- How should I care for my piano’s wood finish?
- What is the piano’s action and why does it need maintenance?
- How does humidity affect my piano?
- What is voicing?
- How often should I have my piano fully serviced?
- How do I find a qualified person to service my piano?
© 1993, 1994 The Piano Technicians Guild, Inc.
The piano is unique among musical instruments because it also serves as fine furniture for the home. In fact, the term “piano finish” has traditionally been used to describe the highest standards in wood finishing. Properly maintaining that fine finish will enhance your home’s decor and preserve the value of your piano.
Definition of Terms
Rebuilt Piano Definition
A used piano that has been disassembled, inspected, and repaired as necessary with replacement of all worn or deteriorated parts, re-assembled, tested, and approved to at least the same tolerances as a new piano of like manufacture.
Reconditioned Piano Definition
A used piano that has been put back in good condition by cleaning, repairing and adjusting for maximum performance with replacement parts where specifically indicated.
Piano Tuning Definition
Piano tuning is the aligning of the musical pitch of the various notes of the piano, by adjusting the tension of the piano’s strings, in order to achieve a desired musical effect. Preferences in desired musical effects and methods in achieving those preferences will vary. Piano “tuning” does not involve the functioning of a piano’s key mechanism. (The “tune-up” of an automobile engine may involve keeping machinery running smoothly, but piano “tuning” by itself does not.)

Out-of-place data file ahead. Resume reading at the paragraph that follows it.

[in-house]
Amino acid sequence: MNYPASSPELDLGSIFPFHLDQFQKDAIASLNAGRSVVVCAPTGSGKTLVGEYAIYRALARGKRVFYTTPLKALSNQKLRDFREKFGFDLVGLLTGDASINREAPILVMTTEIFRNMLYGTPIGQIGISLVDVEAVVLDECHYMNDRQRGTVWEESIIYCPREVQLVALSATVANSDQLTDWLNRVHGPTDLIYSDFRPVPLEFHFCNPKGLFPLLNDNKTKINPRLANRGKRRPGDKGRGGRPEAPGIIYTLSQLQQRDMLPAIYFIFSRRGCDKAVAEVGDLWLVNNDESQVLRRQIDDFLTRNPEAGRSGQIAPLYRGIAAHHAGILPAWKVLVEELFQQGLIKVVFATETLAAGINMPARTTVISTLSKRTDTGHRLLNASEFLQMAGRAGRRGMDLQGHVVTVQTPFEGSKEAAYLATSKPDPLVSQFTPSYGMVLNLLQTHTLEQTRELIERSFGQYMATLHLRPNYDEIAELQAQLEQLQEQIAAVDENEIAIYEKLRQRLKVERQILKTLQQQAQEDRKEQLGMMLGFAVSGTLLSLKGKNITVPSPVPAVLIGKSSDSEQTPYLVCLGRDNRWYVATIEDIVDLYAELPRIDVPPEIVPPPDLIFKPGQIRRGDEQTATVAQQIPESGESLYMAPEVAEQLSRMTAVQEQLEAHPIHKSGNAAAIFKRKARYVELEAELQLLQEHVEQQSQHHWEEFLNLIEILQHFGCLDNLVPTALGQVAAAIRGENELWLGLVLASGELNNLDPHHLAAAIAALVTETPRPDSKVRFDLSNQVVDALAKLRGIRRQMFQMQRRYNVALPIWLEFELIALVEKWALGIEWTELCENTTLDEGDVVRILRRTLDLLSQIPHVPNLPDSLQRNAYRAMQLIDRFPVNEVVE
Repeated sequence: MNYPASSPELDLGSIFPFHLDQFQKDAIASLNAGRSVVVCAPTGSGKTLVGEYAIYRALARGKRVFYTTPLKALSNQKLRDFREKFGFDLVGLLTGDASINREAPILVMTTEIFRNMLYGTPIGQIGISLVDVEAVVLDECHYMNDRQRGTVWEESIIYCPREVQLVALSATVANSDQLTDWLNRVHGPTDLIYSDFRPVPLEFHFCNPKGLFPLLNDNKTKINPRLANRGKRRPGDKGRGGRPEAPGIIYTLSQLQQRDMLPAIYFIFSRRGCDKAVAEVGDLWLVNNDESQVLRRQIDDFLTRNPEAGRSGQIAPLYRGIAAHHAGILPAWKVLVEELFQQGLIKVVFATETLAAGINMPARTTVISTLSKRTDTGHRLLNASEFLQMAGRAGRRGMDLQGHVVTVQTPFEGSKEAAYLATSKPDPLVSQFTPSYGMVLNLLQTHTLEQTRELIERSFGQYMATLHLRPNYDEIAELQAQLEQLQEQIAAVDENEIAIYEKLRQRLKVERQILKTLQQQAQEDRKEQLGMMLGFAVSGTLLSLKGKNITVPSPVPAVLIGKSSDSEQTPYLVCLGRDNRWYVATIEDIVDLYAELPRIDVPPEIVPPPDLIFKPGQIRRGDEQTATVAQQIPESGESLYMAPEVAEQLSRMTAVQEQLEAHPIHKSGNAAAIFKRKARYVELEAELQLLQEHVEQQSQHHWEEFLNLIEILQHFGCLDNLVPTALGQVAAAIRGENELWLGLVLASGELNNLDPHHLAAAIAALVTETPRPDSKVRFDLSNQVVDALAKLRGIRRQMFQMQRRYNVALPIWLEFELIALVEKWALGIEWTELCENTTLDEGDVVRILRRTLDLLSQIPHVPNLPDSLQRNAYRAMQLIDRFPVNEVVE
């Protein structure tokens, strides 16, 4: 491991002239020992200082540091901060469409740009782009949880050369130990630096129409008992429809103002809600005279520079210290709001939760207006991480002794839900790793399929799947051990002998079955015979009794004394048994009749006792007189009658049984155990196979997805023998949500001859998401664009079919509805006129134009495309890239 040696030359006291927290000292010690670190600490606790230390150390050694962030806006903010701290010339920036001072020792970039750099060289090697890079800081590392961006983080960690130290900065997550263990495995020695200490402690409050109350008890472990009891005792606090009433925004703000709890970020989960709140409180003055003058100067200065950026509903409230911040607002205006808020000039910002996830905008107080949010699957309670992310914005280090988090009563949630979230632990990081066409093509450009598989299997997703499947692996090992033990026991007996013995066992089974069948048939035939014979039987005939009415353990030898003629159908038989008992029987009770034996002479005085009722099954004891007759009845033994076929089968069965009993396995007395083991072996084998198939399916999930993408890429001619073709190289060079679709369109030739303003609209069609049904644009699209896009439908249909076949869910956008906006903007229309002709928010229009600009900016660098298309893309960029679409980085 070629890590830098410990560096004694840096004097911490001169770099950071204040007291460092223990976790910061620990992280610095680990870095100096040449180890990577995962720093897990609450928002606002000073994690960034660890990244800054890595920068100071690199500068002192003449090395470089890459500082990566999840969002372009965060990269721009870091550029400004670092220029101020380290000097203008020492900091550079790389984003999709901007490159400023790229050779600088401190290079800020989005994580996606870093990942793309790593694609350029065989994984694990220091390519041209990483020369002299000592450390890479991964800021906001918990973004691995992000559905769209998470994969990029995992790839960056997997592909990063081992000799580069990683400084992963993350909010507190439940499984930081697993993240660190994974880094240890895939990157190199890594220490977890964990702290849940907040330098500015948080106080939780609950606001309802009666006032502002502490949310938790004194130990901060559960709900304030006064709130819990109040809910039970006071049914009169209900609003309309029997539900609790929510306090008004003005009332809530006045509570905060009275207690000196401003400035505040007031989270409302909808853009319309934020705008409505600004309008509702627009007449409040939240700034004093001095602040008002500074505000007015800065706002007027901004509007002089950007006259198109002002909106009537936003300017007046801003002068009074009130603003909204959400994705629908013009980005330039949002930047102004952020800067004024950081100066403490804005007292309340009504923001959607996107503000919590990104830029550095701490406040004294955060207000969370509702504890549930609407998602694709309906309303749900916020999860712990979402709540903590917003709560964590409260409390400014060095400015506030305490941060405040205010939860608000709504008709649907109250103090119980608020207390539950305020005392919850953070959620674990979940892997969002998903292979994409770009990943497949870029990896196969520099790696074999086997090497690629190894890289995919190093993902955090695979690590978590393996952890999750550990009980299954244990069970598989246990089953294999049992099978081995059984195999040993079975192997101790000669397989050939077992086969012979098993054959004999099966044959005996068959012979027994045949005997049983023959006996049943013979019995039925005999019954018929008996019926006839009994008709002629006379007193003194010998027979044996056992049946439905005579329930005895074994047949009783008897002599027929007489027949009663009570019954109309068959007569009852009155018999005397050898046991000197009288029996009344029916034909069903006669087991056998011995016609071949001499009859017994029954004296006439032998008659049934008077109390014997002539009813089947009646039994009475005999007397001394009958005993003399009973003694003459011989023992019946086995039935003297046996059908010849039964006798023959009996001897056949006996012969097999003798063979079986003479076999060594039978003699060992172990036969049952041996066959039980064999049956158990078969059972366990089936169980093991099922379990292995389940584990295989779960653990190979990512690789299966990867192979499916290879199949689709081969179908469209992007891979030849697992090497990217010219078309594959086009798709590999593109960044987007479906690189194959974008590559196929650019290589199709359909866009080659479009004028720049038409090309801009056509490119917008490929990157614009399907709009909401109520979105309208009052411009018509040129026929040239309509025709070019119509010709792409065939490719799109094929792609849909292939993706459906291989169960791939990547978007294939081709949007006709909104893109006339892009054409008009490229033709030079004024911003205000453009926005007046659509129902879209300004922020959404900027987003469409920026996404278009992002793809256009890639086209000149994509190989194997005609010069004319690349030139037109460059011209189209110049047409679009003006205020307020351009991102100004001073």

How often should my piano be serviced?
©1993 Piano Technicians Guild
Your piano is an investment in your future. It can bring you and your family a lifetime of music, adding immeasurable joy and beauty to your home. Since it is also such a large investment, it should be maintained with the utmost care. Regular servicing by a qualified technician will preserve your instrument and help you avoid costly repairs in the future.
Because your piano contains materials such as wood and felt, it is subject to change with climatic conditions. Extreme swings from hot to cold or dry to wet cause its materials to swell and contract, affecting tone, pitch, and action response or touch. You can reduce the severity of these effects by placing your piano near a wall away from windows or doors that are opened frequently. Avoid heating and air conditioning vents, fireplaces and areas which receive direct sunlight. Your piano will perform best under consistent conditions neither too wet nor dry, optimally at a temperature of 68 degrees F “21 degrees C”, and 42 percent relative humidity.
Keeping your piano clean:
Many piano owners, especially women, like to polish their furniture, and keep it in good condition.
But what are the correct procedures to clean a piano?
The outside case of the piano is made out of wood. Different kinds of wood. And then layered over with various kinds of finishes.
Mostly it’s useful just to whipe with a damp, soft cloth, Emery, or any soft material you can find.
In some cases though, if it is very durty, it is necessary to use a mild soap-water mixture.